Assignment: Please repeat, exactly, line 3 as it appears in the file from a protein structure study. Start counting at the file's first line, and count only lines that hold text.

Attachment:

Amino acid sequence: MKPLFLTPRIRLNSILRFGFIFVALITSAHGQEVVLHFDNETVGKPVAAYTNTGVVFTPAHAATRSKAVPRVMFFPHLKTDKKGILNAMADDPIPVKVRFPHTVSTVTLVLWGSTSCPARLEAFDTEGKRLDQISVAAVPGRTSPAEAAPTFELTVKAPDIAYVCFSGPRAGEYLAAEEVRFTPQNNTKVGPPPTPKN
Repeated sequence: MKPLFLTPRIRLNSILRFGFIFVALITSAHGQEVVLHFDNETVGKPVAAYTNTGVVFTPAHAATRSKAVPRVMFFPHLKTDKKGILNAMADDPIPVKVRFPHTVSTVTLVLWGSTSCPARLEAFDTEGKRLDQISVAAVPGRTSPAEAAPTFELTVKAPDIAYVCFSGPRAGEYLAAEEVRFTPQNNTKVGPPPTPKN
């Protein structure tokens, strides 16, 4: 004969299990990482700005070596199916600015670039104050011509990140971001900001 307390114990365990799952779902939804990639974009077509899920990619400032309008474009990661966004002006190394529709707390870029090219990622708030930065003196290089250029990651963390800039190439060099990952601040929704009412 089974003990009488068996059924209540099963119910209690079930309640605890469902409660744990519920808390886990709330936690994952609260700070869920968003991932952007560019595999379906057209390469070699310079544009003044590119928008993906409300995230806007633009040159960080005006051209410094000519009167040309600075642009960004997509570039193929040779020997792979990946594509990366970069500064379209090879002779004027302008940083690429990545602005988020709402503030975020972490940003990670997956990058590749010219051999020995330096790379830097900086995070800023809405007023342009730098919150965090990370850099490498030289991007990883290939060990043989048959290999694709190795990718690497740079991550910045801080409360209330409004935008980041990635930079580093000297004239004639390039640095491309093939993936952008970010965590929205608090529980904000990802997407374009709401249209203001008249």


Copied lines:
């Protein structure tokens, strides 16, 4: 004969299990990482700005070596199916600015670039104050011509990140971001900001 307390114990365990799952779902939804990639974009077509899920990619400032309008474009990661966004002006190394529709707390870029090219990622708030930065003196290089250029990651963390800039190439060099990952601040929704009412 089974003990009488068996059924209540099963119910209690079930309640605890469902409660744990519920808390886990709330936690994952609260700070869920968003991932952007560019595999379906057209390469070699310079544009003044590119928008993906409300995230806007633009040159960080005006051209410094000519009167040309600075642009960004997509570039193929040779020997792979990946594509990366970069500064379209090879002779004027302008940083690429990545602005988020709402503030975020972490940003990670997956990058590749010219051999020995330096790379830097900086995070800023809405007023342009730098919150965090990370850099490498030289991007990883290939060990043989048959290999694709190795990718690497740079991550910045801080409360209330409004935008980041990635930079580093000297004239004639390039640095491309093939993936952008970010965590929205608090529980904000990802997407374009709401249209203001008249």